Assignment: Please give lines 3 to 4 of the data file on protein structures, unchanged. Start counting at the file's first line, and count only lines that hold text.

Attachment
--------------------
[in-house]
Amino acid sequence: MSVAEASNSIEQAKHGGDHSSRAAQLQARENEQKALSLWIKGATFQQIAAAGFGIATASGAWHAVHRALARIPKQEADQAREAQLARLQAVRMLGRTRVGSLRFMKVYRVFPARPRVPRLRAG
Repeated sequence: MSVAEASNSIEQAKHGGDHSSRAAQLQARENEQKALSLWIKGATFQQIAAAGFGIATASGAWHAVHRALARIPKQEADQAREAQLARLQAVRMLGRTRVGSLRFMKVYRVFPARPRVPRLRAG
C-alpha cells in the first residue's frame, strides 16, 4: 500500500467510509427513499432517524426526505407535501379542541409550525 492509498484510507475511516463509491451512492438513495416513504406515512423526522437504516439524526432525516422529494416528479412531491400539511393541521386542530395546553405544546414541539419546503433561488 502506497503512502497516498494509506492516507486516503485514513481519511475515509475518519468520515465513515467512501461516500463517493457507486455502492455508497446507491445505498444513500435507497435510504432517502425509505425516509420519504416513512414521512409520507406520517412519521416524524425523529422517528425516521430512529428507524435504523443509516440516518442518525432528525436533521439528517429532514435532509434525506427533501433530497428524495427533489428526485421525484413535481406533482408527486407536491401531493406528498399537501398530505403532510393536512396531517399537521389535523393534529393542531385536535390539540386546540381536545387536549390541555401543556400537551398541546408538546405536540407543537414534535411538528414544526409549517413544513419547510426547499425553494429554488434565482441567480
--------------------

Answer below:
Repeated sequence: MSVAEASNSIEQAKHGGDHSSRAAQLQARENEQKALSLWIKGATFQQIAAAGFGIATASGAWHAVHRALARIPKQEADQAREAQLARLQAVRMLGRTRVGSLRFMKVYRVFPARPRVPRLRAG
C-alpha cells in the first residue's frame, strides 16, 4: 500500500467510509427513499432517524426526505407535501379542541409550525 492509498484510507475511516463509491451512492438513495416513504406515512423526522437504516439524526432525516422529494416528479412531491400539511393541521386542530395546553405544546414541539419546503433561488 502506497503512502497516498494509506492516507486516503485514513481519511475515509475518519468520515465513515467512501461516500463517493457507486455502492455508497446507491445505498444513500435507497435510504432517502425509505425516509420519504416513512414521512409520507406520517412519521416524524425523529422517528425516521430512529428507524435504523443509516440516518442518525432528525436533521439528517429532514435532509434525506427533501433530497428524495427533489428526485421525484413535481406533482408527486407536491401531493406528498399537501398530505403532510393536512396531517399537521389535523393534529393542531385536535390539540386546540381536545387536549390541555401543556400537551398541546408538546405536540407543537414534535411538528414544526409549517413544513419547510426547499425553494429554488434565482441567480